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O'Nan v. Nationwide Insurance Co.

United States District Court, W.D. North Carolina, Asheville Division

July 11, 2017

ELIZABETH M.T. O'NAN, Plaintiff,
v.
NATIONWIDE INSURANCE COMPANY,, Defendants.

          ORDER

          Martin Reidinger United States District Judge.

         THIS MATTER is before the Court on the Plaintiff's Motion to Remand [Doc. 20]; Defendants' opposition memorandum, [Doc. 33]; Plaintiff's reply [Doc. 53]; and amendment to Plaintiff's reply [Doc. 54].

         I. PROCEDURAL AND FACTUAL BACKGROUND

         Plaintiff Elizabeth M.T. O'Nan[1] filed this action pro se in the General Court of Justice, Superior Court Division, McDowell County, North Carolina, on November 30, 2016, asserting claims of breach of contract and breach of the duty of good faith and fair dealing against Defendant Nationwide Insurance Company (“Nationwide”); claims of breach of contract, intentional interference with contractual relations, “false promise, ” and negligence against the Defendants Servpro Industries, Inc., (“Servpro Industries”), Servpro of Marion, and DOES 1 through 50; and a claim of fraud against all of the aforementioned Defendants. [Complaint, Doc. 1-1].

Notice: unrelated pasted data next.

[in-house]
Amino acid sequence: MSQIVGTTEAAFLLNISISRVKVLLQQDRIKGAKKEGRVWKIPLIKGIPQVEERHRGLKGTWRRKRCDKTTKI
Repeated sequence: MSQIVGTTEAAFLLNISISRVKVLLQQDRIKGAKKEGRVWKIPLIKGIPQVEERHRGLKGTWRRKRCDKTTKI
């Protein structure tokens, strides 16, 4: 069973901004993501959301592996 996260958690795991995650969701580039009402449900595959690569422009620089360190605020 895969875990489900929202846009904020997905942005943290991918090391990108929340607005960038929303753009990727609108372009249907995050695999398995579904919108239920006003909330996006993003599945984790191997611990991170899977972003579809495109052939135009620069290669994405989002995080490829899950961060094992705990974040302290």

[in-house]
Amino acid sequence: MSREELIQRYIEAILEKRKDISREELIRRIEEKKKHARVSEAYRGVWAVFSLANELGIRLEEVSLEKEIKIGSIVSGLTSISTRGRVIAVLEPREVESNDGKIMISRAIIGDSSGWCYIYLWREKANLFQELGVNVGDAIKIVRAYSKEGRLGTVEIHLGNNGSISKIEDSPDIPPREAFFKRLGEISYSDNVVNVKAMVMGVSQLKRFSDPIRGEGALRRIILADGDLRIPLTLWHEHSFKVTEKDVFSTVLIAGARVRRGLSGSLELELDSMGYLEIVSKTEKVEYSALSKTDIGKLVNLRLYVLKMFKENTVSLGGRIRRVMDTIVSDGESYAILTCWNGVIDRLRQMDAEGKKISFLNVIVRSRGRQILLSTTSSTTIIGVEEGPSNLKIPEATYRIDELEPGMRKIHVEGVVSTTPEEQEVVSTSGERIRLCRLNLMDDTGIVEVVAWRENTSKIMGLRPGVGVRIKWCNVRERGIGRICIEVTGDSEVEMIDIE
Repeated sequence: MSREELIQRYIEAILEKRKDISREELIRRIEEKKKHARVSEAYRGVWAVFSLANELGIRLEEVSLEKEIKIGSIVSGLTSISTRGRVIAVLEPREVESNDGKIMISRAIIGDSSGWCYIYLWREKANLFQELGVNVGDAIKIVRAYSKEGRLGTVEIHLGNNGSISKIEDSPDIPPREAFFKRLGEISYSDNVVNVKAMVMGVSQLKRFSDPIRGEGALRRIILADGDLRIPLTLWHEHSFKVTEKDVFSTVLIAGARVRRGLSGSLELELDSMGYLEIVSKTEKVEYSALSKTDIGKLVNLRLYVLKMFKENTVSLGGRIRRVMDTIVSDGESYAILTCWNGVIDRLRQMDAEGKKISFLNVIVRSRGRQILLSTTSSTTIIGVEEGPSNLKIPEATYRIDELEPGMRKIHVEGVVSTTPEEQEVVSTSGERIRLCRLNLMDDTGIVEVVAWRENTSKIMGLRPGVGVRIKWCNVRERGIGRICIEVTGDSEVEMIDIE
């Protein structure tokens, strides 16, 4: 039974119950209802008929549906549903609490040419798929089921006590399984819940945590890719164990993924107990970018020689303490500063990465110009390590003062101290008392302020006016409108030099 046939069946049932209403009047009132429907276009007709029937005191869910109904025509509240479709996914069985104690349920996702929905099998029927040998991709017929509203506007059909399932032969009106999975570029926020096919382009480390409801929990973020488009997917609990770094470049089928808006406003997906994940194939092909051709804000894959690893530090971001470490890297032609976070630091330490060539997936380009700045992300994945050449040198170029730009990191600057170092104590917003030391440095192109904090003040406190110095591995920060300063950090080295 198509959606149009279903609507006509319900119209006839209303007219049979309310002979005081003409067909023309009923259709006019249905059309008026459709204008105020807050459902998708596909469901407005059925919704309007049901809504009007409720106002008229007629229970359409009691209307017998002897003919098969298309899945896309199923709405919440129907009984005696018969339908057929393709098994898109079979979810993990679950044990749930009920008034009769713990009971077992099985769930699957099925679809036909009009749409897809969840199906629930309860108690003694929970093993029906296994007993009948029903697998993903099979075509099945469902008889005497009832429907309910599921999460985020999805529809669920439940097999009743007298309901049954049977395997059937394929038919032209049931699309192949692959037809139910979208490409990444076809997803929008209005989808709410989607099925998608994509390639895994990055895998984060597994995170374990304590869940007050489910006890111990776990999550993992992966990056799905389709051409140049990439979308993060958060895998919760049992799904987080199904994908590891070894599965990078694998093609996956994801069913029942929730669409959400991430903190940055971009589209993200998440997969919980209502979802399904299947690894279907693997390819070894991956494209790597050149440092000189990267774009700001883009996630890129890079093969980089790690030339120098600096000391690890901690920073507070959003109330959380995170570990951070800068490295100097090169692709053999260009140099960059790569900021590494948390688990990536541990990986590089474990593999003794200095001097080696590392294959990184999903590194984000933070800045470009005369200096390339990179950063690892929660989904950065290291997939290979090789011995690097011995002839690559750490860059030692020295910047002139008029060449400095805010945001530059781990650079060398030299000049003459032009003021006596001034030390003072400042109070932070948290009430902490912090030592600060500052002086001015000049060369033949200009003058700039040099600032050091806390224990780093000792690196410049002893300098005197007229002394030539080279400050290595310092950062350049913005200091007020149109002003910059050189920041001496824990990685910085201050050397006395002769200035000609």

The Plaintiff is and was at all relevant times an individual residing in and a citizen of McDowell County, North Carolina. [Complaint, Doc. 1-1 at ¶ 1]. Although the Plaintiff alleged Defendant Nationwide is a North Carolina corporation, [Complaint, Doc. 1-1 at ¶ 2], Defendant Nationwide, through a Declaration in support of removal by its Associate Vice President and Assistant Secretary, has demonstrated that it is an Iowa corporation with its principal place of business and corporate headquarters in Des Moines, Iowa. [Richards Dec., Doc. 1-5 at ¶ 3].